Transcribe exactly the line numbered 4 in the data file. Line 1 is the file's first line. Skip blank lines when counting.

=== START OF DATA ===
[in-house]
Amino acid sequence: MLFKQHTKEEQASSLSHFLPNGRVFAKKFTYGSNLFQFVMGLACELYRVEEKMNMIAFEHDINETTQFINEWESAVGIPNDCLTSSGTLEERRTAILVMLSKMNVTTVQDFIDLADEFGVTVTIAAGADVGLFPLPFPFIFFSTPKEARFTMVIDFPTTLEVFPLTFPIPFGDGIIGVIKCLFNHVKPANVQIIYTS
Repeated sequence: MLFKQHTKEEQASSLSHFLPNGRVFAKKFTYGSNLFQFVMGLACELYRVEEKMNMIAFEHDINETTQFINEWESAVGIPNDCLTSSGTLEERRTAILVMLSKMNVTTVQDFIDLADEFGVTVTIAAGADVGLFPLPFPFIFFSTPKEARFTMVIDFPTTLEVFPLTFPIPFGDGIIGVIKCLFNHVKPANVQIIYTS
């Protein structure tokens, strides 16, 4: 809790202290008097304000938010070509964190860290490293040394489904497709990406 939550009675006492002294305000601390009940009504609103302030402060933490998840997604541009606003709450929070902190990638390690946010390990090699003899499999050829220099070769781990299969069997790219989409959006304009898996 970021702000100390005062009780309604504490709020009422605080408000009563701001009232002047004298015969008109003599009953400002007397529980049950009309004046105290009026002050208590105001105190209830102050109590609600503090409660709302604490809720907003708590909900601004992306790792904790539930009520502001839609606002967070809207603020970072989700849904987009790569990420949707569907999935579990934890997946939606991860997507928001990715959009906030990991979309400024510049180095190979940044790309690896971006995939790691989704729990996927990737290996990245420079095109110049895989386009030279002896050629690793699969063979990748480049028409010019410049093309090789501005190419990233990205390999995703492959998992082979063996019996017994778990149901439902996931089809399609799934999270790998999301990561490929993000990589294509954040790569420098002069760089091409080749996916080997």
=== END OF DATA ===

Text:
């Protein structure tokens, strides 16, 4: 809790202290008097304000938010070509964190860290490293040394489904497709990406 939550009675006492002294305000601390009940009504609103302030402060933490998840997604541009606003709450929070902190990638390690946010390990090699003899499999050829220099070769781990299969069997790219989409959006304009898996 970021702000100390005062009780309604504490709020009422605080408000009563701001009232002047004298015969008109003599009953400002007397529980049950009309004046105290009026002050208590105001105190209830102050109590609600503090409660709302604490809720907003708590909900601004992306790792904790539930009520502001839609606002967070809207603020970072989700849904987009790569990420949707569907999935579990934890997946939606991860997507928001990715959009906030990991979309400024510049180095190979940044790309690896971006995939790691989704729990996927990737290996990245420079095109110049895989386009030279002896050629690793699969063979990748480049028409010019410049093309090789501005190419990233990205390999995703492959998992082979063996019996017994778990149901439902996931089809399609799934999270790998999301990561490929993000990589294509954040790569420098002069760089091409080749996916080997």